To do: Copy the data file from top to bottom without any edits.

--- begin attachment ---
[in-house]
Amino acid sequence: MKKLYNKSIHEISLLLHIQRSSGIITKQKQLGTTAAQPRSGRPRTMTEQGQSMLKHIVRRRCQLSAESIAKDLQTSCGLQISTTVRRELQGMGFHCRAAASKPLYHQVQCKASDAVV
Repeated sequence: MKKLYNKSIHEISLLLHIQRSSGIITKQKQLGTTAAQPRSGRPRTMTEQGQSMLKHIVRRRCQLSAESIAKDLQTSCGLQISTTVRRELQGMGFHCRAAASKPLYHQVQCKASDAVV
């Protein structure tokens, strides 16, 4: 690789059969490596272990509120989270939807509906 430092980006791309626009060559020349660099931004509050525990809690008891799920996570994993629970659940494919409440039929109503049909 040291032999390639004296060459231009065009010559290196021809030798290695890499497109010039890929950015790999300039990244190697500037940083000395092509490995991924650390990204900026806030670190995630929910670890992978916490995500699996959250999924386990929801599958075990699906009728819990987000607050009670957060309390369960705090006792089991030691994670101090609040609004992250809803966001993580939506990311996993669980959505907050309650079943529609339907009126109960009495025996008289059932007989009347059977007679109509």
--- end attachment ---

[in-house]
Amino acid sequence: MKKLYNKSIHEISLLLHIQRSSGIITKQKQLGTTAAQPRSGRPRTMTEQGQSMLKHIVRRRCQLSAESIAKDLQTSCGLQISTTVRRELQGMGFHCRAAASKPLYHQVQCKASDAVV
Repeated sequence: MKKLYNKSIHEISLLLHIQRSSGIITKQKQLGTTAAQPRSGRPRTMTEQGQSMLKHIVRRRCQLSAESIAKDLQTSCGLQISTTVRRELQGMGFHCRAAASKPLYHQVQCKASDAVV
């Protein structure tokens, strides 16, 4: 690789059969490596272990509120989270939807509906 430092980006791309626009060559020349660099931004509050525990809690008891799920996570994993629970659940494919409440039929109503049909 040291032999390639004296060459231009065009010559290196021809030798290695890499497109010039890929950015790999300039990244190697500037940083000395092509490995991924650390990204900026806030670190995630929910670890992978916490995500699996959250999924386990929801599958075990699906009728819990987000607050009670957060309390369960705090006792089991030691994670101090609040609004992250809803966001993580939506990311996993669980959505907050309650079943529609339907009126109960009495025996008289059932007989009347059977007679109509």